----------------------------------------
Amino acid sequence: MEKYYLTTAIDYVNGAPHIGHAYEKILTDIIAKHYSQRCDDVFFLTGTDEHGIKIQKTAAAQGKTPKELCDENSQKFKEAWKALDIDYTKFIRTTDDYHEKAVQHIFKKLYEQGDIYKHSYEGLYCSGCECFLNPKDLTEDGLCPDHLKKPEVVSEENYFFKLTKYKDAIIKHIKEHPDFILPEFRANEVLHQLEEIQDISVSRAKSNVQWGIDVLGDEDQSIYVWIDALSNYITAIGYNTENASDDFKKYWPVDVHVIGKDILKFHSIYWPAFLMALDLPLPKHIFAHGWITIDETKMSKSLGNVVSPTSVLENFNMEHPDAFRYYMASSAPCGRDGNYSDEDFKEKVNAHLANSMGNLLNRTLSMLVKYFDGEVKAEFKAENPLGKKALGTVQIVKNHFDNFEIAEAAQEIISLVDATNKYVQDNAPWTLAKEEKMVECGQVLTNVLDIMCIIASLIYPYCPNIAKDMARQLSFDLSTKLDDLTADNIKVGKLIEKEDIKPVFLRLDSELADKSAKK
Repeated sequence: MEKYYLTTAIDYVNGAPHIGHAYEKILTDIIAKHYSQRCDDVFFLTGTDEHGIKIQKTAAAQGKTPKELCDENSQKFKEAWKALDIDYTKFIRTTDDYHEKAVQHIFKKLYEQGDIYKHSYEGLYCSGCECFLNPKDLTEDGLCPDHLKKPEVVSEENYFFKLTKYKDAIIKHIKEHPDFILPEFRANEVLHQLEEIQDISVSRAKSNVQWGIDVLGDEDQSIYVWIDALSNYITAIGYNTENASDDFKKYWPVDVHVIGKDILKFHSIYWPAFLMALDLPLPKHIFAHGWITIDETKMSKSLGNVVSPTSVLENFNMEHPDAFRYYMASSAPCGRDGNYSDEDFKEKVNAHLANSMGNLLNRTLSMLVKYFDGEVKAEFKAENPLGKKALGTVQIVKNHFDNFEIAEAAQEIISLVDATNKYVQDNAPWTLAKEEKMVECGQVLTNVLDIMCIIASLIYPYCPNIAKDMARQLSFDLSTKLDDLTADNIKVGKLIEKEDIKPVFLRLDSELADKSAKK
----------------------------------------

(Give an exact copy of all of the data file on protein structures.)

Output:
Amino acid sequence: MEKYYLTTAIDYVNGAPHIGHAYEKILTDIIAKHYSQRCDDVFFLTGTDEHGIKIQKTAAAQGKTPKELCDENSQKFKEAWKALDIDYTKFIRTTDDYHEKAVQHIFKKLYEQGDIYKHSYEGLYCSGCECFLNPKDLTEDGLCPDHLKKPEVVSEENYFFKLTKYKDAIIKHIKEHPDFILPEFRANEVLHQLEEIQDISVSRAKSNVQWGIDVLGDEDQSIYVWIDALSNYITAIGYNTENASDDFKKYWPVDVHVIGKDILKFHSIYWPAFLMALDLPLPKHIFAHGWITIDETKMSKSLGNVVSPTSVLENFNMEHPDAFRYYMASSAPCGRDGNYSDEDFKEKVNAHLANSMGNLLNRTLSMLVKYFDGEVKAEFKAENPLGKKALGTVQIVKNHFDNFEIAEAAQEIISLVDATNKYVQDNAPWTLAKEEKMVECGQVLTNVLDIMCIIASLIYPYCPNIAKDMARQLSFDLSTKLDDLTADNIKVGKLIEKEDIKPVFLRLDSELADKSAKK
Repeated sequence: MEKYYLTTAIDYVNGAPHIGHAYEKILTDIIAKHYSQRCDDVFFLTGTDEHGIKIQKTAAAQGKTPKELCDENSQKFKEAWKALDIDYTKFIRTTDDYHEKAVQHIFKKLYEQGDIYKHSYEGLYCSGCECFLNPKDLTEDGLCPDHLKKPEVVSEENYFFKLTKYKDAIIKHIKEHPDFILPEFRANEVLHQLEEIQDISVSRAKSNVQWGIDVLGDEDQSIYVWIDALSNYITAIGYNTENASDDFKKYWPVDVHVIGKDILKFHSIYWPAFLMALDLPLPKHIFAHGWITIDETKMSKSLGNVVSPTSVLENFNMEHPDAFRYYMASSAPCGRDGNYSDEDFKEKVNAHLANSMGNLLNRTLSMLVKYFDGEVKAEFKAENPLGKKALGTVQIVKNHFDNFEIAEAAQEIISLVDATNKYVQDNAPWTLAKEEKMVECGQVLTNVLDIMCIIASLIYPYCPNIAKDMARQLSFDLSTKLDDLTADNIKVGKLIEKEDIKPVFLRLDSELADKSAKK